What would better coverage look like?

First, even though Trump will be all but uncontested for the Republican nomination (sorry, Bill Weld), reporters need to understand how crucial it is that he be held accountable in exactly the same way the Democratic candidates are. That seems unlikely to happen. But at a minimum we should avoid a repeat performance of 2016, when the media feasted on emails that had been stolen from the Clinton campaign, making themselves unwitting (and witting) accomplices of Russian efforts on Trump’s behalf.

Second, the media need to stop covering politics as a sporting event and focus on what really matters. Sen. Elizabeth Warren has emerged as a leading candidate on the strength of her in-depth policy proposals on issues such as income inequality, student debt relief, and health care. But a candidate’s background, experience, character, and leadership skills are at least as important as policy. Those tend to be the subject of lengthy chin-strokers early in the campaign, supplanted by the horse race once things heat up. It shouldn’t be that way — such stories are essential, and they should be at the center of any serious news organization’s coverage right up until Election Day. On a related note: Chuck Todd of NBC News should be banned from future debates for demanding one-word answers to complex, important questions.

Third, the press should stop trying to “define the narrative.” The narrative, such as it is, is what emerges, and shouldn’t be used as a mnemonic device to make it easier for journalists to do their jobs. Yes, there are serious questions about Sen. Amy Klobuchar’s temperament. But she had long been considered a real contender, and media overkill pretty much derailed her candidacy before it could begin. Warren was described as having missed her best chance by not challenging Clinton in 2016, but here she is. Harris opened strongly! stumbled! and now is back in it! These are normal ups and downs; the press errs by taking them too seriously.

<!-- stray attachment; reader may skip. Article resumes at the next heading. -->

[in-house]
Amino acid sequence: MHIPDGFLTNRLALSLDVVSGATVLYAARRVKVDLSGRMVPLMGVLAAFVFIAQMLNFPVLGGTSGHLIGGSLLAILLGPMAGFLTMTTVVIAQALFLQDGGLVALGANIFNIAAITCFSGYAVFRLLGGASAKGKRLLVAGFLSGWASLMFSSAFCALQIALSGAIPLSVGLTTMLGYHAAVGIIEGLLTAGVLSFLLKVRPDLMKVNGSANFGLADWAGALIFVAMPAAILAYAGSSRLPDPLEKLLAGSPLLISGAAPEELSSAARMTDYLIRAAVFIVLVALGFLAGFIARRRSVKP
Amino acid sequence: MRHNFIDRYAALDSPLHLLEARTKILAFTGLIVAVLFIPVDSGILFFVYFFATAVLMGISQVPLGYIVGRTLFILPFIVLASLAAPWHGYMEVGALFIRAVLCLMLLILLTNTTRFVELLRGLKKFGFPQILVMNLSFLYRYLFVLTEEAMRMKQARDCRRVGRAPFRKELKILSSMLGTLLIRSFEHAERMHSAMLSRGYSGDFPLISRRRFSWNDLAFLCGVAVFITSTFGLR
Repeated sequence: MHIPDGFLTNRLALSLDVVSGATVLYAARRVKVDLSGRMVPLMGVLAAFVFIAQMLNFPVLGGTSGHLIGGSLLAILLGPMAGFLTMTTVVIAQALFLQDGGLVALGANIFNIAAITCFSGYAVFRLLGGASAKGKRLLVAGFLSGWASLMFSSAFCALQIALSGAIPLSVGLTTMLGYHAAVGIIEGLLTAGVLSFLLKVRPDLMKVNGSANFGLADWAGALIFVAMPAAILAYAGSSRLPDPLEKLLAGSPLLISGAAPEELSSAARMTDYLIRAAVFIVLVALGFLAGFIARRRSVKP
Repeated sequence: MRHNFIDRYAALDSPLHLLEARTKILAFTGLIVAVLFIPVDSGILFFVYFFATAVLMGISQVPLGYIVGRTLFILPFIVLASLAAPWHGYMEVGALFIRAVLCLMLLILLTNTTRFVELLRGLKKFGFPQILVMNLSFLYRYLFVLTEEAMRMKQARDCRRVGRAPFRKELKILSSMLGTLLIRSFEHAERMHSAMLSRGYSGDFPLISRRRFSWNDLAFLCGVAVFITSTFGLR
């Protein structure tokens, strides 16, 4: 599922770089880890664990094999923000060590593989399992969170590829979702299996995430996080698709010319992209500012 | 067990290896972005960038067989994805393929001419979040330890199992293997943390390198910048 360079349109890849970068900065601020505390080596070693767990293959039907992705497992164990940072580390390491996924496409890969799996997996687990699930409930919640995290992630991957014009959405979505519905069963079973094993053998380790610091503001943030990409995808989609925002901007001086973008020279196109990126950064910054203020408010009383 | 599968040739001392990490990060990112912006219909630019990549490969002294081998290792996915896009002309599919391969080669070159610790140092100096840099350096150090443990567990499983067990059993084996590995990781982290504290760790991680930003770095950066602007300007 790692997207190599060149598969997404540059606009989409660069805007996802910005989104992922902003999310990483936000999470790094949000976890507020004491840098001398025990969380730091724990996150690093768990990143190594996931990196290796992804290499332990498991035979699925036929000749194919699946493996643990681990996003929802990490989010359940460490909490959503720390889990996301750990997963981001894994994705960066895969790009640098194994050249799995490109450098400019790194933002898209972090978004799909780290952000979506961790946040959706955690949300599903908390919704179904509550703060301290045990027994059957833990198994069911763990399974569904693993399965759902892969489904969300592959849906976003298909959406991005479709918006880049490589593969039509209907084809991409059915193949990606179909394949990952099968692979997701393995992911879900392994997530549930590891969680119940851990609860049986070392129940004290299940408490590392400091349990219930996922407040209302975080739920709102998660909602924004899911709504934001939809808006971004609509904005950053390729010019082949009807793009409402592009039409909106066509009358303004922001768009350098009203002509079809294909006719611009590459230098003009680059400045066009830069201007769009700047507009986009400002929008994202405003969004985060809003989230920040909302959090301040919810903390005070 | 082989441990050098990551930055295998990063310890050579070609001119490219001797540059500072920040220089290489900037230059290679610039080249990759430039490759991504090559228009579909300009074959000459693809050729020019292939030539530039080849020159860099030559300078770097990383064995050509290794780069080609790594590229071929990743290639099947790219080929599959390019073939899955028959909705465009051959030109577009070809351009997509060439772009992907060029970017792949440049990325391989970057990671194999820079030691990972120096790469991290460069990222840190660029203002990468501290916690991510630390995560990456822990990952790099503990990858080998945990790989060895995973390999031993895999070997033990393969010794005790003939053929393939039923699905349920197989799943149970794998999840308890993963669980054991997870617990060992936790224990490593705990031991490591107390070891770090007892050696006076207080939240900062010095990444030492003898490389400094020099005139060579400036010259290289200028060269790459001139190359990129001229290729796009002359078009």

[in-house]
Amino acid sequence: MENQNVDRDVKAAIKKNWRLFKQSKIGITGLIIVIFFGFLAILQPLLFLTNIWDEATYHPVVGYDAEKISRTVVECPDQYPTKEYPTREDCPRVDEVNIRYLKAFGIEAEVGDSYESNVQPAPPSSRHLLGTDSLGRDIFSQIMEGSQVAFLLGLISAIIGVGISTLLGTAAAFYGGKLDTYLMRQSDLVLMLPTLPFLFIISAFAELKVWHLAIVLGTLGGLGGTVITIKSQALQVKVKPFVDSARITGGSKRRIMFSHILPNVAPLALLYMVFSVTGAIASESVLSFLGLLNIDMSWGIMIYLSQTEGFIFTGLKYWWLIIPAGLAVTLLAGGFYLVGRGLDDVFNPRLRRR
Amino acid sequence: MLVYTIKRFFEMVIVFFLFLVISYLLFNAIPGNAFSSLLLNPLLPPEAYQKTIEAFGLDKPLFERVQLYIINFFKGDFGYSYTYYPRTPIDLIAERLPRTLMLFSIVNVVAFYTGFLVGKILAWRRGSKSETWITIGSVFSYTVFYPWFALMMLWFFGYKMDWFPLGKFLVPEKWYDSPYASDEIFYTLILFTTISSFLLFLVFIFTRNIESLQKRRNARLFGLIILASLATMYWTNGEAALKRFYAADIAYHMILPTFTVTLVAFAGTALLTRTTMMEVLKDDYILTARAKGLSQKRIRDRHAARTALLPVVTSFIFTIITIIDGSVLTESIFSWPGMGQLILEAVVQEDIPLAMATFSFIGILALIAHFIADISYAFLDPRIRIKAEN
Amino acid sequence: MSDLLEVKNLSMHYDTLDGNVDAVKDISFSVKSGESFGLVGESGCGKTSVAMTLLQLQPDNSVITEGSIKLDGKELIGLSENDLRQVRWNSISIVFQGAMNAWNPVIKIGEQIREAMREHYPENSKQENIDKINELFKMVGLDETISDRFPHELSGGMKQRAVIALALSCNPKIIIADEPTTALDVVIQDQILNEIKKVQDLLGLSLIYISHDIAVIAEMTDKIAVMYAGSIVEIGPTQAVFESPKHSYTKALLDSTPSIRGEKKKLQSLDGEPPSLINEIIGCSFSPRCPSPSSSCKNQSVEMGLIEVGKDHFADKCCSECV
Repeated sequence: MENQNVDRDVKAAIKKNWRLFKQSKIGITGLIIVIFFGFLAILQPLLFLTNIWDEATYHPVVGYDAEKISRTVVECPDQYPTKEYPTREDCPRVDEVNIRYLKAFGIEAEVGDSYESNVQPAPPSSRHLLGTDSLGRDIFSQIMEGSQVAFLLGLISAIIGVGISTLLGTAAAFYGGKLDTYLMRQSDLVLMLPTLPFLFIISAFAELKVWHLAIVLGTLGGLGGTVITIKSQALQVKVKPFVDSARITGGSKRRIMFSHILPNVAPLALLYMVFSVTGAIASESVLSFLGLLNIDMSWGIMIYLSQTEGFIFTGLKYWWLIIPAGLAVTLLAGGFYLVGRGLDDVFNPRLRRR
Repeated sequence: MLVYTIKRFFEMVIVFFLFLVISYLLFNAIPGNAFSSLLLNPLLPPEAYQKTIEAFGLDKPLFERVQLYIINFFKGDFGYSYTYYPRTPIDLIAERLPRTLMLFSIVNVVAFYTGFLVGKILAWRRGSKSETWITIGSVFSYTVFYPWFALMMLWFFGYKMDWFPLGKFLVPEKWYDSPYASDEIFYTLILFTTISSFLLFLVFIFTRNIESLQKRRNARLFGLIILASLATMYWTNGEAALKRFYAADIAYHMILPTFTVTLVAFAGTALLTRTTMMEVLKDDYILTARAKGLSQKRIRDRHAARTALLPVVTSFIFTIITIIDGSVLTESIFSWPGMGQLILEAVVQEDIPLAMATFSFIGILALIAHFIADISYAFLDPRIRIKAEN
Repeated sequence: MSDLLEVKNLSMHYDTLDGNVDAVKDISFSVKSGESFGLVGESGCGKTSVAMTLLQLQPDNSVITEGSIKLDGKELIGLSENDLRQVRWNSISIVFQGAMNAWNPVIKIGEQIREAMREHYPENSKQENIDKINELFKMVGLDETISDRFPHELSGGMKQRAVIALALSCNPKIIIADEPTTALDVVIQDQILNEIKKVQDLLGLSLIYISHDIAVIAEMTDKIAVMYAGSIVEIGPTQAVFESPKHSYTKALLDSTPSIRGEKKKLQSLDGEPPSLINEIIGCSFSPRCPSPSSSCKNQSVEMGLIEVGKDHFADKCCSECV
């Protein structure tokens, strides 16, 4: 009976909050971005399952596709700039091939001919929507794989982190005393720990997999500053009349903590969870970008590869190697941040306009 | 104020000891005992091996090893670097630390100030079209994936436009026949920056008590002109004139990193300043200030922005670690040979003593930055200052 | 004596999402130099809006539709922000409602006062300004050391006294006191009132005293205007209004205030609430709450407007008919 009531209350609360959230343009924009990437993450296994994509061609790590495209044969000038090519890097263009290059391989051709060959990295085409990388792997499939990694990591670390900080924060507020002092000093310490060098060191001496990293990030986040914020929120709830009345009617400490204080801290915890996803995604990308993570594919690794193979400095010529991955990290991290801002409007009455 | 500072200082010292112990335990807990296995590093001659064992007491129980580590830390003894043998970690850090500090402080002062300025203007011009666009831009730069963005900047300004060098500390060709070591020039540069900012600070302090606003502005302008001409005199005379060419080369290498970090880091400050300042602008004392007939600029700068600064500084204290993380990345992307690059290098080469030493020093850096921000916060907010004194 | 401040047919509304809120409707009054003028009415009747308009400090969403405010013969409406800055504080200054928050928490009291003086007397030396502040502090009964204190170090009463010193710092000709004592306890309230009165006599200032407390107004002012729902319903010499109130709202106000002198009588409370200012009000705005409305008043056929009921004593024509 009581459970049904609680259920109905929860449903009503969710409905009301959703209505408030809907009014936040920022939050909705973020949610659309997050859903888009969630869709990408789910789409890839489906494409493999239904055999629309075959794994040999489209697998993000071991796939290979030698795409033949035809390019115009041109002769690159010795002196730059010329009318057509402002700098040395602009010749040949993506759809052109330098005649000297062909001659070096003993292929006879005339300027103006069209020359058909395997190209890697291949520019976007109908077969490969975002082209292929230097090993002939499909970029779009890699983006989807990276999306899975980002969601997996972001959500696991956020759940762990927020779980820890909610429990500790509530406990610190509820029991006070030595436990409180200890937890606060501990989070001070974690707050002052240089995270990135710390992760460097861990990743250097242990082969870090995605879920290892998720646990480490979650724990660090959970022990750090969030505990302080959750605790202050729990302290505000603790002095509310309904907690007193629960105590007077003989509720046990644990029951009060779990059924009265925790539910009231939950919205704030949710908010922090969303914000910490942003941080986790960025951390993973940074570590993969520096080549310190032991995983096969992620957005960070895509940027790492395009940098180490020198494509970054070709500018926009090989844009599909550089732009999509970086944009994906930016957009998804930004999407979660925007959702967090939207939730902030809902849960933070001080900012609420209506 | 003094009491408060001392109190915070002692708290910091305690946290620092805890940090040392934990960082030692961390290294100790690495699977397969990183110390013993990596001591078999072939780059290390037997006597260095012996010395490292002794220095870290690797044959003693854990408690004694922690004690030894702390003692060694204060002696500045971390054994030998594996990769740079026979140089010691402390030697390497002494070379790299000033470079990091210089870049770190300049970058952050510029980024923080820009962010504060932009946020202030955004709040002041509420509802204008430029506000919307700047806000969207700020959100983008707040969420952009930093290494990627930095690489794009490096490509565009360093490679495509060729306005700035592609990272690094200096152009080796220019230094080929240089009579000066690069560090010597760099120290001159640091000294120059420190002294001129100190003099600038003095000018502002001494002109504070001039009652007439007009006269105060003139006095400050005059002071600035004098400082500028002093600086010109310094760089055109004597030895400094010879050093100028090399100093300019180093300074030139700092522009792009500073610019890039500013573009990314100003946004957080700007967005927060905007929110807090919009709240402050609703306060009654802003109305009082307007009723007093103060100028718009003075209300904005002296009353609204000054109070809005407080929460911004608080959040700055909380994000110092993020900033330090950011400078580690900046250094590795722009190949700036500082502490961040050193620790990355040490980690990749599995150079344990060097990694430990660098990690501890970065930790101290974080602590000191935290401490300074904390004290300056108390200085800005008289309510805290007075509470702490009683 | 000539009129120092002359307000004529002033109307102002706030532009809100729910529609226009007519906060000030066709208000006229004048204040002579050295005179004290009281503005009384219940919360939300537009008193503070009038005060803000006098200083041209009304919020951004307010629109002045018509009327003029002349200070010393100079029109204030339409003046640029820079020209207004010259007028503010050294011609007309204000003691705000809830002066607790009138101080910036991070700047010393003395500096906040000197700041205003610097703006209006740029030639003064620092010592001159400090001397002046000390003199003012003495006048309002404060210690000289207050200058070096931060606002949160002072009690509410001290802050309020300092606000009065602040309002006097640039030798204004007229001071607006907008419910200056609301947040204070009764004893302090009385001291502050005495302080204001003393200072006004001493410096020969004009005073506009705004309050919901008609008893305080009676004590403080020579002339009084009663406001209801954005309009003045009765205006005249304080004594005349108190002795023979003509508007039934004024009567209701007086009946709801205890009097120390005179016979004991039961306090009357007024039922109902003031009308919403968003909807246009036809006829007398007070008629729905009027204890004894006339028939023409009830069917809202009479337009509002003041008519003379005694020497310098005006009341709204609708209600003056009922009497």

There have been some positive signs. CNN’s one-hour town halls with the Democratic candidates have encouraged thoughtfulness and depth. Unfortunately, they demand too much from all but the most committed viewers. The 10-candidate “debates” on NBC were far too superficial. How about a series of 15-minute interviews, eight a night for three nights? That should be enough time to get into some substance.

As I wrap this up, Yahoo News is reporting that the Seth Rich conspiracy madness — the false tale that the Clintonistas ordered the 2016 murder of a young Democratic operative in order to cover up their own corrupt acts — originated with Russian intelligence. This bit of toxic fakery was not taken seriously by the mainstream media, but it was promoted by Sean Hannity on Fox News and, later, by the Trump White House itself. In other words, it got wide distribution and polluted our discourse even though actual news organizations handled it responsibly.

Which brings me to my final observation. Even if political reporters can improve on their efforts to hold Trump to account, to focus more on substance and less on the horse race, and to let the larger narrative emerge rather than trying to define it for us, there are few signs that they are prepared to deal with the new media world of foreign actors, Facebook fakery, and disinformation in which we are now immersed.

That world, as much as anything, got Trump elected in 2016. If the media aren’t prepared to identify and expose such efforts in 2020, it could happen again.

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Kamala Harris and Elizabeth Warren are the class of the Democratic field